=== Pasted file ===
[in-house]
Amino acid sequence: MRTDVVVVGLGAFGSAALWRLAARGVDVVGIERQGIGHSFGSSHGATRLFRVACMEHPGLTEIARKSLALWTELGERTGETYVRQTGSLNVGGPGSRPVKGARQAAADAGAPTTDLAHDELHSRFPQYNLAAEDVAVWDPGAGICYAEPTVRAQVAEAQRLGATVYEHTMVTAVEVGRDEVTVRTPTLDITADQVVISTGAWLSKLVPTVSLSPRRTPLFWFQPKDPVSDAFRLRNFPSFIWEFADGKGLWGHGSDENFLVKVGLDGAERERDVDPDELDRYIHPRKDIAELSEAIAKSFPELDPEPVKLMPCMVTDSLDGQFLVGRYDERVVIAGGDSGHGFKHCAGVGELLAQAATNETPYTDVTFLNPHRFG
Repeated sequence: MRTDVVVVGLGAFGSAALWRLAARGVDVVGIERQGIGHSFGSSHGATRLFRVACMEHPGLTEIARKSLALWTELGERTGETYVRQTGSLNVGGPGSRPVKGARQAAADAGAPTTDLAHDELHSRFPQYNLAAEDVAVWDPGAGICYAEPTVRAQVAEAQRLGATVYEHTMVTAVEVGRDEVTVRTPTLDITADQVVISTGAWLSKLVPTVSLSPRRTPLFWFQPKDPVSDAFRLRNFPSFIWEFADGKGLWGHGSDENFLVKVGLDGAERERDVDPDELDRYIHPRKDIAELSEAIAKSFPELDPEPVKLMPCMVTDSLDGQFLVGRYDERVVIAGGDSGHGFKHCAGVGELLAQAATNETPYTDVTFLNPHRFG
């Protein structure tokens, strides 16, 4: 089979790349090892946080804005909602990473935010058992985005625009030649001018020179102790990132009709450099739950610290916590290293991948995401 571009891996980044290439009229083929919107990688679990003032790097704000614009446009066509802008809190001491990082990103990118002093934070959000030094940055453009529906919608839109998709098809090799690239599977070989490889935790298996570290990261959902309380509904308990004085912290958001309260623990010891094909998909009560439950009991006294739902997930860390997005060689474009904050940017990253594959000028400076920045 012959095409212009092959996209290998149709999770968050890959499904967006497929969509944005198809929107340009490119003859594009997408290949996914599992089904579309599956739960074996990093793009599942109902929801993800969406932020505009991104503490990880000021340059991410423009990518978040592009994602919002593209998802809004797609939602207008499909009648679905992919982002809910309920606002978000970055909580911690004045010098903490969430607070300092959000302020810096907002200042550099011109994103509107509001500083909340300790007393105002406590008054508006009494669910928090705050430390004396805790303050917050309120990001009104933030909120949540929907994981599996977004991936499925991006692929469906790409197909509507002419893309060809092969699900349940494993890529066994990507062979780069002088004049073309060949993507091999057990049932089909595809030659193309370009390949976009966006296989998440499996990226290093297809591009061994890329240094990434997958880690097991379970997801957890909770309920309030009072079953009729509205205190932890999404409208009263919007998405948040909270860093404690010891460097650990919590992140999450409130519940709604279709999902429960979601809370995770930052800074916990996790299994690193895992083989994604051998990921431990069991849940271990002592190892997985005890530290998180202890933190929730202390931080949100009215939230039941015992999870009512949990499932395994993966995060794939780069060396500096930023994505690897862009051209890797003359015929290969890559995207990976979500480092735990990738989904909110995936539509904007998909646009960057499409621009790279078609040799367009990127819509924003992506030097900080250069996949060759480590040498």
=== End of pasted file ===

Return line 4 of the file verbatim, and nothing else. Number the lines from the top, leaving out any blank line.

């Protein structure tokens, strides 16, 4: 089979790349090892946080804005909602990473935010058992985005625009030649001018020179102790990132009709450099739950610290916590290293991948995401 571009891996980044290439009229083929919107990688679990003032790097704000614009446009066509802008809190001491990082990103990118002093934070959000030094940055453009529906919608839109998709098809090799690239599977070989490889935790298996570290990261959902309380509904308990004085912290958001309260623990010891094909998909009560439950009991006294739902997930860390997005060689474009904050940017990253594959000028400076920045 012959095409212009092959996209290998149709999770968050890959499904967006497929969509944005198809929107340009490119003859594009997408290949996914599992089904579309599956739960074996990093793009599942109902929801993800969406932020505009991104503490990880000021340059991410423009990518978040592009994602919002593209998802809004797609939602207008499909009648679905992919982002809910309920606002978000970055909580911690004045010098903490969430607070300092959000302020810096907002200042550099011109994103509107509001500083909340300790007393105002406590008054508006009494669910928090705050430390004396805790303050917050309120990001009104933030909120949540929907994981599996977004991936499925991006692929469906790409197909509507002419893309060809092969699900349940494993890529066994990507062979780069002088004049073309060949993507091999057990049932089909595809030659193309370009390949976009966006296989998440499996990226290093297809591009061994890329240094990434997958880690097991379970997801957890909770309920309030009072079953009729509205205190932890999404409208009263919007998405948040909270860093404690010891460097650990919590992140999450409130519940709604279709999902429960979601809370995770930052800074916990996790299994690193895992083989994604051998990921431990069991849940271990002592190892997985005890530290998180202890933190929730202390931080949100009215939230039941015992999870009512949990499932395994993966995060794939780069060396500096930023994505690897862009051209890797003359015929290969890559995207990976979500480092735990990738989904909110995936539509904007998909646009960057499409621009790279078609040799367009990127819509924003992506030097900080250069996949060759480590040498």